Wild Wives

ISBN: 1400032474
ISBN 13: 9781400032471
By: Charles Willeford

Check Price Now

Genres

Crime Crime Fiction Fiction Hard Boiled Noir Pulp Mystery Noir Novellas Pulp To Read Willeford

About this book

Jake Blake is a private detective short on cash when he meets a rich and beautiful young woman looking to escape her father’s smothering influence. Unfortunately for Jake, the smothering influence includes two thugs hired to protect her—and the woman is in fact not the daughter of the man she wants to escape, but his wife. Now Jake has two angry thugs and one jealous husband on his case. As Jake becomes more deeply involved with this glamorous and possibly crazy woman, he becomes entangled in a web of deceit, intrigue—and multiple murders. Brilliant, sardonic, and full of surprises, Wild Wives is one wild ride.

Reader's Thoughts

Steve

Though sporting a catchy title that's a clear misnomer -- don't wait for multiple wives, wild or otherwise, to show up -- this is vintage Willeford. Stop me if you've heard this one before: Jake Blake is a hardboiled dick in a seedy, rundown office who gets lured into a messy situation by a femme, possibly fatale. But this is Willeford, so none of it plays out quite as expected. Instead, it's a dark, demented shaggy dog joke, as our brutal, opportunistic, amoral antihero tap-dances with his inevitable comeuppance, staying just one half-step ahead of much-deserved payback for his many failings. It's a James M. Cain style plot played for cruel laughs. Willeford breathes new life into his own grubby corner of the noir universe, populated by a menagerie of memorable grotesques.

Ed

This fast-paced novella is an unconventional private eye tale populated with seedy, greedy characters. Willeford, having written it under a pseudonym in 1956, rehashes the usual private-eye-falls-for-a-femme-fatale formula. But he throws in enough curveballs to keep the reader off-balance, starting with the first scene where a beautiful young lady struts into the private eye's office. Our lovers eventually make their way to no-holds-bar Las Vegas where the action grows even weirder. I'd say WILD WIVES is great fun to read on a rainy or snowy day.

Marley

Woo Woo, What fun. I read this this a long time ago and wasn't impredssed. I needed a quick read for the bus and tried it agian. Love it. A bit short on profund statements on the meaning of life; but maybe not. Love the tryst at the restaurant. Bad Bobby . And Bad Mrs .Weintraub. I know people who talk like Jake Blake. Gotta check out more Willeford.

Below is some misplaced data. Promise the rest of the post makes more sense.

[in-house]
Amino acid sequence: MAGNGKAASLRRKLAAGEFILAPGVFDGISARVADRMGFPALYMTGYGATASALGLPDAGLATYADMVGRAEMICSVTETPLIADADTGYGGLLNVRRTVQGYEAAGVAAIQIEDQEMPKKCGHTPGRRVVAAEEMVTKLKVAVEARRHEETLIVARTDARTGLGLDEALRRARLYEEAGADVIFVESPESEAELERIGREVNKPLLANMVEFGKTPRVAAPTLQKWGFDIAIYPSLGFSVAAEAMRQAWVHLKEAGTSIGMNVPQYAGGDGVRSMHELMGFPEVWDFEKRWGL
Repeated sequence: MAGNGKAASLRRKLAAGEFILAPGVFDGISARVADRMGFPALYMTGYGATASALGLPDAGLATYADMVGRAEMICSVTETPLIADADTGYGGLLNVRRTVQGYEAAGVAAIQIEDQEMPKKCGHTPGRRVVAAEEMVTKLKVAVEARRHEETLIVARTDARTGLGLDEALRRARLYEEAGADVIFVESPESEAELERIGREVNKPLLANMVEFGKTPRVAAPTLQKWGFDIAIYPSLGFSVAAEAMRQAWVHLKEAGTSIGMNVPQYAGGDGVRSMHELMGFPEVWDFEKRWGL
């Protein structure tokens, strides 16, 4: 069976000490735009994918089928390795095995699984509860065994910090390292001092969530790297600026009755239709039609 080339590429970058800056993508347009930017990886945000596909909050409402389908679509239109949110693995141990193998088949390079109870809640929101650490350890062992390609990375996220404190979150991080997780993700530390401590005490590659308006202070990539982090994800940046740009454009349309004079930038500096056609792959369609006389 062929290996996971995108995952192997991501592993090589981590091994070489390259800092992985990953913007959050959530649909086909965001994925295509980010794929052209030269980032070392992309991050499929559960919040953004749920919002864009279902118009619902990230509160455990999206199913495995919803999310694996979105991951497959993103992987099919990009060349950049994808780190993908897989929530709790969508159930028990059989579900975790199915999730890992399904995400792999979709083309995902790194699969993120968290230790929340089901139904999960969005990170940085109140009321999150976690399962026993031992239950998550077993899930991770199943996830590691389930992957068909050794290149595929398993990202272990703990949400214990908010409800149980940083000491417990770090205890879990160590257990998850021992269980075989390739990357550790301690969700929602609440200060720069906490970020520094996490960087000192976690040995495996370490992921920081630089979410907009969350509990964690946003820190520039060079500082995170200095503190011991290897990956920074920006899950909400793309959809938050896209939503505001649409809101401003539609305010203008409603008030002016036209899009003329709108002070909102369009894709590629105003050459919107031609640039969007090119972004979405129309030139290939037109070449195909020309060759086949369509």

Warren Stalley

For me this writer is just as good as Hammett or Chandler. This pulp noir story follows a small time private detective through a hellish journey when he is hired by a mysterious woman. I was gripped from the first page to the last and urge any curious reader to give this short novel a chance.

Andy

Nutty as fuck sleaze from Charles Willeford, mixing noir with hepcat beatnikisms. The PI is named Jake Blake and he hangs out at the Knockout Club. The book is full of booze, babes and spankings, and reads smoothly like a good shot of straight rye. The "girlfriend who turns out to be a psycho" yarn is a noir shaggy dog story but Willeford does it better than most.

Stephanie

I love fiction that's based in San Francisco. Dashiell Hammett, Jack Kerouac, I love it all!!!

Bill Chance

Pulp Noir is my guilty pleasure and Willeford is as guilty and as pleasurable as their is.

Anders

Well, so far I've read 2 of Willeford's early works, (50's) and several of the later ones (80's). Like them all, but the angry, sardonic, stylized tone of the earlier ones reek with ambition and desires whilst really shitting on the same. dirty and piercing. Totally captivating reading.

Patrick James

Certainly not nearly as good a story as Pick-Up. Borrows a few elements from the former to little effect. Much less sympathetic protagonist than Harry from Pick-Up. Madness referred to, shown, but not probed. Coasts along nicely for a while then crashes. But a nice quick read.

Lindsay

It was a very quick read, and it was a fun story. It had a twist ending that I didn't see coming. I like how Willeford always seems to introduce characters, have them disappear, and then bring them back right when you'd least expect it. They're interesting characters, too, doing things you'd didn't expect.